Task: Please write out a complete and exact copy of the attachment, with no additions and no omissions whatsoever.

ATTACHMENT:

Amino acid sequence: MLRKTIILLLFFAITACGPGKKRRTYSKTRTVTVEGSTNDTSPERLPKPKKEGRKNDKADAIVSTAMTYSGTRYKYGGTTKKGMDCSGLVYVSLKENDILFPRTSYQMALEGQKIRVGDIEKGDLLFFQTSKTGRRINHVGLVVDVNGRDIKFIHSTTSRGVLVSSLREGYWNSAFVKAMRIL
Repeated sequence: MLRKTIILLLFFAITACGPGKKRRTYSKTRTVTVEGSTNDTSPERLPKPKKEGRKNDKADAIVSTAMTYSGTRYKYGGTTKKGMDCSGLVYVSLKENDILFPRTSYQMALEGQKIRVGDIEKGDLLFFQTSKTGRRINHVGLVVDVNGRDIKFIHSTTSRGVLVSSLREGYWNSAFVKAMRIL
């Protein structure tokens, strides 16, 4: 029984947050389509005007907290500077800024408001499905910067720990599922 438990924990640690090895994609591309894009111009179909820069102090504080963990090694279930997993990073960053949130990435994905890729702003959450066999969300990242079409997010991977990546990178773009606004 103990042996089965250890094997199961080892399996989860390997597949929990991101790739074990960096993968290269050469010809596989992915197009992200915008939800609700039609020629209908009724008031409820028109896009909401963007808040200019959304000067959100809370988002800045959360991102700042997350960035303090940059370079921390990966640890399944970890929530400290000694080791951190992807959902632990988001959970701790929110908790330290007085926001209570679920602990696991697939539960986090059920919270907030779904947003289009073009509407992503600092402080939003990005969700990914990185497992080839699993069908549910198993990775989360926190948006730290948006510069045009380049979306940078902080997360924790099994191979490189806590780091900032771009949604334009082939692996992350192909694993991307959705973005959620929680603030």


Amino acid sequence: MLRKTIILLLFFAITACGPGKKRRTYSKTRTVTVEGSTNDTSPERLPKPKKEGRKNDKADAIVSTAMTYSGTRYKYGGTTKKGMDCSGLVYVSLKENDILFPRTSYQMALEGQKIRVGDIEKGDLLFFQTSKTGRRINHVGLVVDVNGRDIKFIHSTTSRGVLVSSLREGYWNSAFVKAMRIL
Repeated sequence: MLRKTIILLLFFAITACGPGKKRRTYSKTRTVTVEGSTNDTSPERLPKPKKEGRKNDKADAIVSTAMTYSGTRYKYGGTTKKGMDCSGLVYVSLKENDILFPRTSYQMALEGQKIRVGDIEKGDLLFFQTSKTGRRINHVGLVVDVNGRDIKFIHSTTSRGVLVSSLREGYWNSAFVKAMRIL
């Protein structure tokens, strides 16, 4: 029984947050389509005007907290500077800024408001499905910067720990599922 438990924990640690090895994609591309894009111009179909820069102090504080963990090694279930997993990073960053949130990435994905890729702003959450066999969300990242079409997010991977990546990178773009606004 103990042996089965250890094997199961080892399996989860390997597949929990991101790739074990960096993968290269050469010809596989992915197009992200915008939800609700039609020629209908009724008031409820028109896009909401963007808040200019959304000067959100809370988002800045959360991102700042997350960035303090940059370079921390990966640890399944970890929530400290000694080791951190992807959902632990988001959970701790929110908790330290007085926001209570679920602990696991697939539960986090059920919270907030779904947003289009073009509407992503600092402080939003990005969700990914990185497992080839699993069908549910198993990775989360926190948006730290948006510069045009380049979306940078902080997360924790099994191979490189806590780091900032771009949604334009082939692996992350192909694993991307959705973005959620929680603030």